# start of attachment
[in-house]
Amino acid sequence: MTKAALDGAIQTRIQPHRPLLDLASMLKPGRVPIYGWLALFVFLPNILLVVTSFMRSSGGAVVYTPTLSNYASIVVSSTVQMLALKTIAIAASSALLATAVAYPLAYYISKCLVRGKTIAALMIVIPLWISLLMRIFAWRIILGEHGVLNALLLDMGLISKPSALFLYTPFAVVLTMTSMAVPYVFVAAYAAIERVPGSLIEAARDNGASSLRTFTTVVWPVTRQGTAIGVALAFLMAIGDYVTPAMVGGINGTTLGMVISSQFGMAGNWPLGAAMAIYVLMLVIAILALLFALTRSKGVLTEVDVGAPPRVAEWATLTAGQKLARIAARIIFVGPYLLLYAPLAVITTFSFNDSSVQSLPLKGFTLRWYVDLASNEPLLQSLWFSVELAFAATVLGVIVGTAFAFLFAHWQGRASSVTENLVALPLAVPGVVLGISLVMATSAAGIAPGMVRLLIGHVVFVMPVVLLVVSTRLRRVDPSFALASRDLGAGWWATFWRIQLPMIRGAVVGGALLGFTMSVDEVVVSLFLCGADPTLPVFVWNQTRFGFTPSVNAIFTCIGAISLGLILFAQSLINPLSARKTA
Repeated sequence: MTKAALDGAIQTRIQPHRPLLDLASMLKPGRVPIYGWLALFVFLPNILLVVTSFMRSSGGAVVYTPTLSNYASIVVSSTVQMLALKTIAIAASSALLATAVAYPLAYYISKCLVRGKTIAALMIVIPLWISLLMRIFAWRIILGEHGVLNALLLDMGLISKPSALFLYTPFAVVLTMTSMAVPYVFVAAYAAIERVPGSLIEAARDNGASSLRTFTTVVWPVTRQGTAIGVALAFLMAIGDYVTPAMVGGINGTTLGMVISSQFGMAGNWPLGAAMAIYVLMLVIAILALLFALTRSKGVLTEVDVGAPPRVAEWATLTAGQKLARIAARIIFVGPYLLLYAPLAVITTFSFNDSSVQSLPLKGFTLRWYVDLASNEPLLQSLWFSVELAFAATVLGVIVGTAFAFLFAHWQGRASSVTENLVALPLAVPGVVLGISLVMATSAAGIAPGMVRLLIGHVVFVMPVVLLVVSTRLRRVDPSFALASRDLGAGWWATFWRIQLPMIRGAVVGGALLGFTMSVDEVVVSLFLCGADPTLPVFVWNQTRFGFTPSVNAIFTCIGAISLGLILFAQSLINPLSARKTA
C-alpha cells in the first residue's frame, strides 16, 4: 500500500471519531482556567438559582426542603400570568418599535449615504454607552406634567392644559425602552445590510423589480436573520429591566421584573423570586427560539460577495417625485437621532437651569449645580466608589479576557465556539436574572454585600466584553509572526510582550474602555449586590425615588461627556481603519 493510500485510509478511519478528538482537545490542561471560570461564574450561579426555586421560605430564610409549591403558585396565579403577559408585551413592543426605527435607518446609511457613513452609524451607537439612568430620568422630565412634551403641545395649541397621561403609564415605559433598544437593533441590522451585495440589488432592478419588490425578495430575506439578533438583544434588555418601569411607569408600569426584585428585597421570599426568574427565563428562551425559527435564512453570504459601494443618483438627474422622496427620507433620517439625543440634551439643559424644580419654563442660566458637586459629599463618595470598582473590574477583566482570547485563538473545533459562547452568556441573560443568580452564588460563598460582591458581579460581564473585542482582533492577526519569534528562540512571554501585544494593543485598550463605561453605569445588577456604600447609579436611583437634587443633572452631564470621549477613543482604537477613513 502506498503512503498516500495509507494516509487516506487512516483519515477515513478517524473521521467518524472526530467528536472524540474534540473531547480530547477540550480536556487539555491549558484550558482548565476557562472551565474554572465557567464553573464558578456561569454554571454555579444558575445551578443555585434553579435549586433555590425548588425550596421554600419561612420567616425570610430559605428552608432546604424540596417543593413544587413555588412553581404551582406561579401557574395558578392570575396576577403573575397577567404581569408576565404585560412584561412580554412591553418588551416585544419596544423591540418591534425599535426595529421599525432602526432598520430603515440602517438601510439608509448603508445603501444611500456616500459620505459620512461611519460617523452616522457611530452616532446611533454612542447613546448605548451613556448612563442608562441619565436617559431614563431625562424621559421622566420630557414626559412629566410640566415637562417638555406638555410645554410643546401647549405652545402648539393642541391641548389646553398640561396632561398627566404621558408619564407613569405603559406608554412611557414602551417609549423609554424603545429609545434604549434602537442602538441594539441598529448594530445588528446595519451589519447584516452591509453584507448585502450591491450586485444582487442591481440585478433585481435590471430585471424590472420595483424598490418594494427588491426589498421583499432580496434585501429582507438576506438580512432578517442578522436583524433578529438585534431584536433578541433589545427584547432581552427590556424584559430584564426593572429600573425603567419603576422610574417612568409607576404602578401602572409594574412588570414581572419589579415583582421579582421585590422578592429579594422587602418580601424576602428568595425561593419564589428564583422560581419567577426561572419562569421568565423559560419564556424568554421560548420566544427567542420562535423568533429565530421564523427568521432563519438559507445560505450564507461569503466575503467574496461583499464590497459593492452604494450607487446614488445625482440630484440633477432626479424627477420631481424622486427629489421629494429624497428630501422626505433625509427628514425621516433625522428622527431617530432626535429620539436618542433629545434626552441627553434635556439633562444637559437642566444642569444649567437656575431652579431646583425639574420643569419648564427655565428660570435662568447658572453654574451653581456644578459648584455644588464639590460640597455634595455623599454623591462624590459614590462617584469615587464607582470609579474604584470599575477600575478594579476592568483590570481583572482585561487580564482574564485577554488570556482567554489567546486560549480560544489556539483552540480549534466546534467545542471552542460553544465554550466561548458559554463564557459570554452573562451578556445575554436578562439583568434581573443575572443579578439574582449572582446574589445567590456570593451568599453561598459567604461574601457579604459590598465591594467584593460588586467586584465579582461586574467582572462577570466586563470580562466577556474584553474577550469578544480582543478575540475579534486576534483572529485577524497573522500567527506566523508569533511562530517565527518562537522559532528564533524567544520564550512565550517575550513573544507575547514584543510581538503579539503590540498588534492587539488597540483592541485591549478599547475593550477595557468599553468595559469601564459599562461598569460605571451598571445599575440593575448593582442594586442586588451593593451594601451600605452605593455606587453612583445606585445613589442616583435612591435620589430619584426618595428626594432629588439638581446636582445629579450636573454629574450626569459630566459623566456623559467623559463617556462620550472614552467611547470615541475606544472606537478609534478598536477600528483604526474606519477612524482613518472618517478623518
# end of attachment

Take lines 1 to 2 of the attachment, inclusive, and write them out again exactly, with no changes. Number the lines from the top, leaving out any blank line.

[in-house]
Amino acid sequence: MTKAALDGAIQTRIQPHRPLLDLASMLKPGRVPIYGWLALFVFLPNILLVVTSFMRSSGGAVVYTPTLSNYASIVVSSTVQMLALKTIAIAASSALLATAVAYPLAYYISKCLVRGKTIAALMIVIPLWISLLMRIFAWRIILGEHGVLNALLLDMGLISKPSALFLYTPFAVVLTMTSMAVPYVFVAAYAAIERVPGSLIEAARDNGASSLRTFTTVVWPVTRQGTAIGVALAFLMAIGDYVTPAMVGGINGTTLGMVISSQFGMAGNWPLGAAMAIYVLMLVIAILALLFALTRSKGVLTEVDVGAPPRVAEWATLTAGQKLARIAARIIFVGPYLLLYAPLAVITTFSFNDSSVQSLPLKGFTLRWYVDLASNEPLLQSLWFSVELAFAATVLGVIVGTAFAFLFAHWQGRASSVTENLVALPLAVPGVVLGISLVMATSAAGIAPGMVRLLIGHVVFVMPVVLLVVSTRLRRVDPSFALASRDLGAGWWATFWRIQLPMIRGAVVGGALLGFTMSVDEVVVSLFLCGADPTLPVFVWNQTRFGFTPSVNAIFTCIGAISLGLILFAQSLINPLSARKTA